Several Danish media have recently been interested in the common past of Ghana and Denmark. Although many of us have mixed feelings about this theme, it is a fact that in 1659 the first Danes came to the Gold Coast and stayed on until 1850 when the five Danish forts including Christiansborg (now Osu Castle) were sold to the British.
Entrance of Christiansborg/Osu castle
Last week, a leading Danish newspaper, Jyllands-Posten, published a series of five well-researched and well-written articles about Ghana. One of them about the King of Akwamu was titled “The king and Denmark have a common dark history”. The history about the slave trade and oppression is indeed dark, but the story about how the Akwamu people in 1693 managed to seize Christiansborg from the feverish and drunken Danish merchants and keep the castle for a full year shows that resistance and pride among local kings also played a role. When a few weeks ago, I visited King Odenho Kwafo Akoto III, he proudly showed me the keys to Christiansborg, which the Akwamu people took with them after the humiliated Danes had been forced to pay 3,000 ‘Rigsdaler’ to get the castle back. It is just amazing to consider that the rusty keys have been passed on from king to king in the Akwamu Palace for more than 300 years.
The story will be on Danish television
A Danish TV team also recently visited us together with the famous Danish actor Lars Mikkelsen known to an international audience from his roles in ‘House of Cards’ and ‘The Killing’. They came to shoot an episode of a TV documentary on the ‘History about Denmark’. The Embassy managed to obtain permission for them to do some of the filming inside Osu Castle, and we are grateful for the support and good collaboration of the Protocol Department of the Ministry of Foreign Affairs and Regional Integration, the Ministry of Information, the National Security Coordinator, and Ghana Museum and Monuments Board. The episode will be shown on Danish TV (DR1) in late August.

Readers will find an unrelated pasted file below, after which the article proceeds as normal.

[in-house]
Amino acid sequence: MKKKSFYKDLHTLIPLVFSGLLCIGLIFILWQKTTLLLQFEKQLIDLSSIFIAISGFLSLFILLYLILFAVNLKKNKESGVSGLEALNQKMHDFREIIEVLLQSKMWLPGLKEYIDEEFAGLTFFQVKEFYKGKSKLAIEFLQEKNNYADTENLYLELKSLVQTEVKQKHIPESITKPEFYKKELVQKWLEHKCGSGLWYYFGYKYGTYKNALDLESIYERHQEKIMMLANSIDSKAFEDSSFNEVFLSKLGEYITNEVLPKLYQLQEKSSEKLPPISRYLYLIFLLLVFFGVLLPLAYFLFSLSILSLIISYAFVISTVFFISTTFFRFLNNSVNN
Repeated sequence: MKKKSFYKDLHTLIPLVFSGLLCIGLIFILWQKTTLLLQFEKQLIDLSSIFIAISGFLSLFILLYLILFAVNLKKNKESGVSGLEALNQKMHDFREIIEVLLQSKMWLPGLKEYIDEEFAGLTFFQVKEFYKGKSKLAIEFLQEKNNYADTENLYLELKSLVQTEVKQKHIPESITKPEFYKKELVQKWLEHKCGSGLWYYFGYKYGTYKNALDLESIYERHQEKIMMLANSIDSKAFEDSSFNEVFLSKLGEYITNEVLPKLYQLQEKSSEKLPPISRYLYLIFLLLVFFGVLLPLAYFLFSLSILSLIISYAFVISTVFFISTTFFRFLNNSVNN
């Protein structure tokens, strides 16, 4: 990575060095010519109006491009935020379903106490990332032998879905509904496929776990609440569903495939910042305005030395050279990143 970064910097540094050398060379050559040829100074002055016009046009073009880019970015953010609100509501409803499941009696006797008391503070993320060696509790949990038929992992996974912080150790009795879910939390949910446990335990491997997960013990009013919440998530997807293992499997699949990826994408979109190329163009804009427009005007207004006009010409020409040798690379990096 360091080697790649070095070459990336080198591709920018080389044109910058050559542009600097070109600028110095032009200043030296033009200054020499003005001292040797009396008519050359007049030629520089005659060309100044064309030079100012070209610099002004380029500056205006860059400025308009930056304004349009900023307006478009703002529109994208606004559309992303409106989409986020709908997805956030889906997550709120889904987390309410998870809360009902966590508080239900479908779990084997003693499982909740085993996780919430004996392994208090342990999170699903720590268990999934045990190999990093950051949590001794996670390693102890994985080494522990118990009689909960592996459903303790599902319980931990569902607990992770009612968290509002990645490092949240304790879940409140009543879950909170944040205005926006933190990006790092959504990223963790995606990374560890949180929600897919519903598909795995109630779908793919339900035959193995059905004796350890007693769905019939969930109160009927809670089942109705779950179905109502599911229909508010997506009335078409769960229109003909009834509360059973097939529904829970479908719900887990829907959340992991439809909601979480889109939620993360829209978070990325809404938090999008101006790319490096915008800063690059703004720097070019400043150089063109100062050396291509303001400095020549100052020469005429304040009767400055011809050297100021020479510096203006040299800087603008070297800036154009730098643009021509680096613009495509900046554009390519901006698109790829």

Lars Mikkelsen as host in the new TV documentary "History about Denmark"
The story about the early Danish-Ghanaian relations has also been told in the literature by both Danes and Ghanaians. With his historical novel “Coast of Slaves” from 1967 Danish author Thorkild Hansen shook up the illusion of many Danes that we had been a model nation in our interaction with people on the Gold Coast. My good friend Professor Henry Nii-Adziri Wellington in 2011 wrote “Stone tells Stories at Osu, Memories of a Host Community of the Danish Trans-Atlantic Slave Trade” (Sub-Saharan Publishers) and counted more than 70 Danish family names in Ghana, including Aarestrup, Engmann, Hansen, Jacobsen, Lokko, Lutterodt, Malm, Palm, Pedersen, Quist, Richter, Sonne, Svanekjær, Truelsen, and Wulff to mention just a few. And in 2015 a group of Danish and Ghanaian researchers jointly presented “ Danskernes Huse på Guldkysten 1659-1850” edited by Anne Mette Jørgensen (Forlaget Vandkunsten og Nationalmuseet) (in Danish with English abstracts).
The history is complex and fascinating and we owe all those people who suffered from the cruelties to learn from our common experience.